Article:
HIV in Cuba:
Prevention of Mother-to-Child Transmission
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In this section:

Mariela Castro, MS
Director, National Center for Sex Education

Jorge Pérez, MD, MS
Director, IPK Hospital, Havana

 

MR INTERVIEW

Mariela Castro, MS
Director, National Center for Sex Education

Mariela Castro with Cuban HIV poster: 
“How do I show you I love you?”

By  Gail A. Reed

Cuba’s National Center for Sex Education (CENESEX) brings together a multitude of professionals for academic courses through master’s level degrees, research, community work, social communication, counseling and sexual therapy.  More broadly stated by its Director Mariela Castro, CENESEX’s mission is to contribute to “the development of a culture of sexuality that is full, pleasurable and responsible, as well as to promote the full exercise of sexual rights.” This is a tall order for any society, especially one with a history of machismo and prejudice against all but heterosexual orientation.  MEDICC Review spoke with Mariela Castro about the experience of women and HIV infection in Cuba.

MR:  Who are the women most at risk today in Cuba for HIV infection and why?

MC:  First of course, women who have both vaginal and anal sex are more vulnerable as a whole than men because of these tissues’ greater absorbency. Interestingly, however, we are not finding that women in casual relationships or even prostitutes are the ones accounting for the most significant numbers among new cases.  Rather, these are among women in stable relationships whose husbands have had extramarital relations, either with other women or with men. This means we have to do more research on the model of partnership such couples adopt for their lives.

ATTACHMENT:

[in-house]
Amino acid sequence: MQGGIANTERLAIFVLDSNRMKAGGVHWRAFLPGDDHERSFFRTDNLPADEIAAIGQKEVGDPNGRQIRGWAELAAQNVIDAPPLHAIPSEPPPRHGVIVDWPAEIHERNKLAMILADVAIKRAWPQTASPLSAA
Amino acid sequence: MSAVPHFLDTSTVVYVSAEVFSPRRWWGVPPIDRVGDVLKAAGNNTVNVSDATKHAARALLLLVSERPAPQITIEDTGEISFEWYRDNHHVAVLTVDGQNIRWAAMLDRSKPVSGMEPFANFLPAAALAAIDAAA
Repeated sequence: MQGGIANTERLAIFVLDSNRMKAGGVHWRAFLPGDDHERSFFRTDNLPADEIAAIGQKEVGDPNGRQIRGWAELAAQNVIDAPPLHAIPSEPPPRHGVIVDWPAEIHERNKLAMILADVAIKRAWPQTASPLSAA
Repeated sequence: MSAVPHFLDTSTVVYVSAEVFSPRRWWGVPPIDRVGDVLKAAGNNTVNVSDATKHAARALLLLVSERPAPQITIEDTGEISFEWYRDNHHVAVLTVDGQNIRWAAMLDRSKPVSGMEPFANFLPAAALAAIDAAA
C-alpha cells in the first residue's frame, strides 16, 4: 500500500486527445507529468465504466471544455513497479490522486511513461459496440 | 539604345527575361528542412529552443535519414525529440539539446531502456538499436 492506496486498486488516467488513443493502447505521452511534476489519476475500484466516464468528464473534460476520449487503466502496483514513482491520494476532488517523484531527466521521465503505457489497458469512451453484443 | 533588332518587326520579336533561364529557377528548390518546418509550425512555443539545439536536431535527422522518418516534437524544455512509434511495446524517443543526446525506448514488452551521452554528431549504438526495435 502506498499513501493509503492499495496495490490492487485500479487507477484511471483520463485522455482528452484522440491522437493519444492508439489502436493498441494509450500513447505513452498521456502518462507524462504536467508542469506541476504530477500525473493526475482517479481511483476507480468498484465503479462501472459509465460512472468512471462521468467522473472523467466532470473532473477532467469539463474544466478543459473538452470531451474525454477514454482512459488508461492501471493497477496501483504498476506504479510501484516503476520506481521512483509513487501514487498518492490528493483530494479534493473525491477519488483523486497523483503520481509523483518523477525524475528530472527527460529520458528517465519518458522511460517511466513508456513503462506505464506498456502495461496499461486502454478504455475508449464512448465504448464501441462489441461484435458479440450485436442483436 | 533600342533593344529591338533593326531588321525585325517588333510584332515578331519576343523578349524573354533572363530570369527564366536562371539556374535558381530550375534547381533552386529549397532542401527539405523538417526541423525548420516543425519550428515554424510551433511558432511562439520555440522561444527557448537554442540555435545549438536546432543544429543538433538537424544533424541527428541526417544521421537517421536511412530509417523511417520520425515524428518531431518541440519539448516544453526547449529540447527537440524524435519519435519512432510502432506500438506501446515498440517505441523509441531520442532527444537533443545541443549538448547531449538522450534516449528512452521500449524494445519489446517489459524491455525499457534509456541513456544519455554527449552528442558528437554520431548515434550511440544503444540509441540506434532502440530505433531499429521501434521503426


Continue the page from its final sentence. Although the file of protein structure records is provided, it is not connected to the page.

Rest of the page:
MR:  That in itself raises a number of questions about sexuality and gender roles in Cuba…

MC:  Yes, it does.  And it’s also another indication of why education for safe sex must have a gender component, a gender approach. 

Historically speaking, changing mentality is one of the most difficult things to do, one of the slowest processes in society.  And, as in all societies, we have inherited gender stereotypes that bear serious critical analysis in order to change them.  Even though we’ve made substantial political and legislative strides, we’re still bound by aspects of roles defined long ago.  This subjectivity begins early, in the way children are raised, in how they’re taught to play. We have to learn to recognize which elements of the traditional masculinity or femininity are actually doing us damage.  What parts of the picture actually take away from our freedom, fulfillment and dignity.  We have to take a hard look at these things, or else we’ll keep passing them down from generation to generation.

MR:  How are these manifested?

MC:  In the family, for example, women are still the main ones responsible for domestic life and work, while men “own the street.”   So when a child is born, we have women quite happy to take their maternity leave, but very few fathers taking advantage of their legal right to paternity leave.  Women will stop working to take care of a sick relative - even though they might feel frustrated, they’ll do it.  But very few men do.

There is still a tendency within families to teach boys how to become “machos,” not men.  They grow up thinking they have to “have many women,” rather than pursue equitable, respectful relationships.  The prism for the macho universe is the penis; while for a man, sexual relations are part of a human relationship. These are completely different viewpoints: the first is based on maintaining power over women, while the second shows the way towards an alternative construct of masculinity.

MR:  And so how does this come into play in promoting practices of safe sex?